Is dance pure entertainment or a catalyst for change? Can you do both?
Exploring this thought-provoking question and the unique theme of Bread and Circuses, the student led Ausdance ACT Youth Dance Festivalaffectionately called Dance Fest, is back on stage to empower young people in the arts.
Presenting an exciting mix of live performances and dance films made by secondary schools from across Canberra and surrounding regions over two evenings at the Canberra Theater Center (held this year on Wednesday 18 and Thursday 19 October), the festival has long been known as History of success in Canberra – and for many it’s a chance to step onto the theater stage for the first time, shaping potential artistic careers.
Creating this year’s theme as a provocation to inspire and engage students, according to Principal Dr. Kathy Adamek, she was drawn to the concept because of her passion for history, her love of Neo Circus and the role of the performing arts in modern society.
“Bread & Circuses literally taps into the idea of exciting and very cool entertainment, and we have plenty of that these days. We almost have an inordinate amount of entertainment coming at us digitally,” she says. “Live performance has to compete with that a bit.”
“In the Roman Empire, we know they were experts in the grand extravaganza. One of the philosophers of the day coined the term ‘bread and spectacle’, which means give the public food and entertainment and they won’t notice what’s going on politically… that was the provocation I wanted the students to think about because it’s very easy nowadays to turn off.”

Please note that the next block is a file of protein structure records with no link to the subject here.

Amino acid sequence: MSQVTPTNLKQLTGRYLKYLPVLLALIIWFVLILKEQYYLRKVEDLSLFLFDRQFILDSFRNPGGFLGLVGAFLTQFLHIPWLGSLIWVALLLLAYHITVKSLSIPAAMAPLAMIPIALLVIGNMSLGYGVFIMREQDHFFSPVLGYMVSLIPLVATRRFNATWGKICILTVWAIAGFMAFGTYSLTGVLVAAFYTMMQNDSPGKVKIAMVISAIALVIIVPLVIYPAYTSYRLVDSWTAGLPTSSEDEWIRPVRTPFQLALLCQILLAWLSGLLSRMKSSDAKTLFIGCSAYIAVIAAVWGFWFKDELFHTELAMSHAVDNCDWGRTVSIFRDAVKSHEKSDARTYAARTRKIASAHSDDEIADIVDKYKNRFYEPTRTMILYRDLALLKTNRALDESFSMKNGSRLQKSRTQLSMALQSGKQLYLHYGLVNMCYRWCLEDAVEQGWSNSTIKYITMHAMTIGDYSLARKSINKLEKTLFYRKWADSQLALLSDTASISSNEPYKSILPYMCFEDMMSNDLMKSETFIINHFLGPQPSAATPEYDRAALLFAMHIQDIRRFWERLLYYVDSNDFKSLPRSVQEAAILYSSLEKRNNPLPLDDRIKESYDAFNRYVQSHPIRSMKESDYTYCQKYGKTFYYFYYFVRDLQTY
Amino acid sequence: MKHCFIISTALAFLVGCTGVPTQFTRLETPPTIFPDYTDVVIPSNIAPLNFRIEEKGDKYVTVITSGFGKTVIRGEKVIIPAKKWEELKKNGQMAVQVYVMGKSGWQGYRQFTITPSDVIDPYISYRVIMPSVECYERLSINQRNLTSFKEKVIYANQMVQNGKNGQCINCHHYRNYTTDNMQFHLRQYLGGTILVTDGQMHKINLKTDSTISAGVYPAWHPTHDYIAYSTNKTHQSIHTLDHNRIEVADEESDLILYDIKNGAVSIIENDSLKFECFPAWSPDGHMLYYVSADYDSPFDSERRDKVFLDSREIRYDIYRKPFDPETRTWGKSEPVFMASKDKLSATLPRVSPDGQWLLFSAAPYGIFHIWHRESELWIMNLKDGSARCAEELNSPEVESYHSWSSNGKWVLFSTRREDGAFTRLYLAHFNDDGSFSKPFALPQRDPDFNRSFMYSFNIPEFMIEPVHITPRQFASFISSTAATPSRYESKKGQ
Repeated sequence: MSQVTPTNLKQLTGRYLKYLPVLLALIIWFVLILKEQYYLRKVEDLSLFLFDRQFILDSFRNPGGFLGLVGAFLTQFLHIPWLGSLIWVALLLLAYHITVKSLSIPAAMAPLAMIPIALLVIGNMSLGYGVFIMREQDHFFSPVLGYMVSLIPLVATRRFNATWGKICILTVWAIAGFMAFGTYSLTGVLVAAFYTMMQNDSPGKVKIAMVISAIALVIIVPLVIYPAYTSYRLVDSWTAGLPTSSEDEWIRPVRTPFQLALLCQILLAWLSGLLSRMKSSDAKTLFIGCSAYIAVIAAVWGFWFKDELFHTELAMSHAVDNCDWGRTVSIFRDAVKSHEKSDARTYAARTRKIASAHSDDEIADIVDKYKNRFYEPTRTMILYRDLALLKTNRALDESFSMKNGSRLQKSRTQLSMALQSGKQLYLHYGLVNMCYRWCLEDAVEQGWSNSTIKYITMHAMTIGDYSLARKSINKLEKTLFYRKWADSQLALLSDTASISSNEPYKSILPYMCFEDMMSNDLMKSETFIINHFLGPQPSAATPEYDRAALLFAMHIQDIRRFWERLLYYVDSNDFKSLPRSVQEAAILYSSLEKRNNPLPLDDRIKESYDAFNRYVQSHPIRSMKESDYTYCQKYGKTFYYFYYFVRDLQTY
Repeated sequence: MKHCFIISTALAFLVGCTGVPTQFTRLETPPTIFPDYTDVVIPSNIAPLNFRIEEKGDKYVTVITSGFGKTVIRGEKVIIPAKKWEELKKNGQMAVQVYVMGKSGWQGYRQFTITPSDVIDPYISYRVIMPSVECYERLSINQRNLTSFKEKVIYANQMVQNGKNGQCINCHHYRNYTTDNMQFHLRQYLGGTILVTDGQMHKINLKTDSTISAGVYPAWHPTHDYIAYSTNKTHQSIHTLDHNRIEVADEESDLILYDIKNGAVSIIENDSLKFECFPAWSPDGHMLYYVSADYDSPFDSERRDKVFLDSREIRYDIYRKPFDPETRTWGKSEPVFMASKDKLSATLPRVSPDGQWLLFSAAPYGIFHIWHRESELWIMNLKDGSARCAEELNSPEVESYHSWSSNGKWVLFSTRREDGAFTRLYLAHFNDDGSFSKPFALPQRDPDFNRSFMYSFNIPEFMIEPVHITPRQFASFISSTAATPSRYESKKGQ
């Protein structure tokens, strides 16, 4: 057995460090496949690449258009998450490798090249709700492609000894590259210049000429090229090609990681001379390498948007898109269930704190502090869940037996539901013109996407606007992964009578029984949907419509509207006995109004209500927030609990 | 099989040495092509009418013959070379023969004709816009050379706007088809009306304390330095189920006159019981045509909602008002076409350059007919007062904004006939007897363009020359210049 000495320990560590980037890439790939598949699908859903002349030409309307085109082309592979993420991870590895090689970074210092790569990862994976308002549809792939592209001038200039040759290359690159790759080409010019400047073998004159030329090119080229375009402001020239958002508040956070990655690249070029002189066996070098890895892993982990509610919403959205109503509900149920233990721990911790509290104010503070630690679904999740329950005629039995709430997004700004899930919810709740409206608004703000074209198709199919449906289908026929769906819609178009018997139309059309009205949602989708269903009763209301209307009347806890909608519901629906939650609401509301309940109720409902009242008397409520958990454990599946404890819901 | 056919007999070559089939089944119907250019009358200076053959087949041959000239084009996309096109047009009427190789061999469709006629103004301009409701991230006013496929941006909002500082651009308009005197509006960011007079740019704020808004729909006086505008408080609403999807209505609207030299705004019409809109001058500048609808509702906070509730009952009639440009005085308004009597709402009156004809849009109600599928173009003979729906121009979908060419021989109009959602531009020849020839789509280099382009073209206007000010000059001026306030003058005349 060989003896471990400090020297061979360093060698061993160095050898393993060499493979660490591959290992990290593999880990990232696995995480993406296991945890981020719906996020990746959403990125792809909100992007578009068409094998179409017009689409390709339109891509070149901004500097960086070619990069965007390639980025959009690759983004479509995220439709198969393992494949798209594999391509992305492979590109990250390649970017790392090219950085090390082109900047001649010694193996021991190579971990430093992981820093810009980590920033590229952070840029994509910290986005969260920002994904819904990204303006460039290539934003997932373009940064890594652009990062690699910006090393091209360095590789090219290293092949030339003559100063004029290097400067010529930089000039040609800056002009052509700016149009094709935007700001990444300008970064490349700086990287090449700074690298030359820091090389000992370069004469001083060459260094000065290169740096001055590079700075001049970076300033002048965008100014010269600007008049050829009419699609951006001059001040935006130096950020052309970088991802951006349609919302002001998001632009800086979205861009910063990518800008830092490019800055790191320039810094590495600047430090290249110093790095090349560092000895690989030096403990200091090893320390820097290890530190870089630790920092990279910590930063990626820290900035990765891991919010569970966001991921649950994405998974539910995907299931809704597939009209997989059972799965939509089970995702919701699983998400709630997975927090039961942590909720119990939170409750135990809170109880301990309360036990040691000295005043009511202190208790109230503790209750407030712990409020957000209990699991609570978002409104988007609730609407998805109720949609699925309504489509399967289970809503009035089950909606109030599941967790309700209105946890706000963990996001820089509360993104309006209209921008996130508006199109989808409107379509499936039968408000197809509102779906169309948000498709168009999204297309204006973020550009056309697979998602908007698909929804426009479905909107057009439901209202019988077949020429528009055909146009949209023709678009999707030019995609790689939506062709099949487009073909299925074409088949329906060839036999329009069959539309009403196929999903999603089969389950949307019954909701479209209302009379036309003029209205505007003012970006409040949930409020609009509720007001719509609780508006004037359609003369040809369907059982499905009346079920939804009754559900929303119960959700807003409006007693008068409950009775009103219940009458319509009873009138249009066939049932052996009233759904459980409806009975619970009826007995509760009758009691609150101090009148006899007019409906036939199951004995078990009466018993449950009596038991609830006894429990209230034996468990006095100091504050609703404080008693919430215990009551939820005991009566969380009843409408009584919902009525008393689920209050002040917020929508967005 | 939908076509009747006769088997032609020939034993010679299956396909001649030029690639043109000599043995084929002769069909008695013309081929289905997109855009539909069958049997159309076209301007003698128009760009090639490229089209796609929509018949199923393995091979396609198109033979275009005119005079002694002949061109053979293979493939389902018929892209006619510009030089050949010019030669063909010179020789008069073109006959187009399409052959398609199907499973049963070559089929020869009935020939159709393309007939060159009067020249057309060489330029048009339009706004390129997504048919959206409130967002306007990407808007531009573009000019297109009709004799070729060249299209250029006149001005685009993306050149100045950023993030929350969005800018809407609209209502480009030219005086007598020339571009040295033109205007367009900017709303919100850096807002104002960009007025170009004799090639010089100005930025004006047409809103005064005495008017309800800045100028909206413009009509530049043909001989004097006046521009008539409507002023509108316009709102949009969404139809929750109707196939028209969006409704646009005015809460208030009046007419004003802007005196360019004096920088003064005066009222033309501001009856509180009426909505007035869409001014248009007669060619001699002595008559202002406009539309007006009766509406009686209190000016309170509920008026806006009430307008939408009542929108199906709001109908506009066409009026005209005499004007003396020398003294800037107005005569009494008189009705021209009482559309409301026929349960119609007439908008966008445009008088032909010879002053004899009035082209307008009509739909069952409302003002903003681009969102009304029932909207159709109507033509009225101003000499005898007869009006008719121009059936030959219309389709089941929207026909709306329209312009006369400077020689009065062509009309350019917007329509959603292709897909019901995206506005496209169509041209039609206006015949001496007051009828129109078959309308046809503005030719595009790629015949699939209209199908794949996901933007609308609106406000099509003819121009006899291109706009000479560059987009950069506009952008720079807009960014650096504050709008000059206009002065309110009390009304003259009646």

Using a phrase from the Roman poet Juvenal as her main source of inspiration, for this year’s show Cathy decided to ask the students a question: Is dance pure entertainment or a catalyst for change? Can you do both?
“My personal position is that entertainment is both – I think Barbie the film is actually a great example of how something can be really fun and appeal to everyone, but it’s a satirical piece that’s also a reflection of our society,” says Kathy.
“It’s a perfect example of my position on the role of entertainment in art … that you can still do these educational and entertaining things.”
Tasking each of the participating schools with re-imagining the theme, Kathy says that as students prepare for the show in mid-October, audiences can expect to see very strong messages about feminism, identity and conformity interwoven in the creation of some provocative pieces.
“The great thing about doing art and dance is that it’s a way to break free or start questioning the society you live in. Dance itself is a liberating activity,” she says.
“This is especially evident in the choreographic choices they make [the students] as well as the ideas they play with.’
A long-standing fixture in Canberra’s arts and education calendar since 1985, this year’s Dance Fest has 750 students (up 100 on the previous year) and over 30 schools participating.
Hoping that this opportunity for shared artistic experience will become a cherished memory for all participants, Cathy is excited to see more gender diversity on stage – and with three to six minutes to express their interpretation of what dance is through performance and film, she’s excited to see what they come up with.
“They continue to amaze me… I can’t wait to see the movies and the live performances together.”
What: Ausdance ACT Youth Dance Festival 2023: Bread and Circuses
When: Wednesday 18 – Thursday 19 October
Where: Canberra Theater Centre
Tickets + more information: canberratheatrecentre.com.au
Featured image: Art Atelier.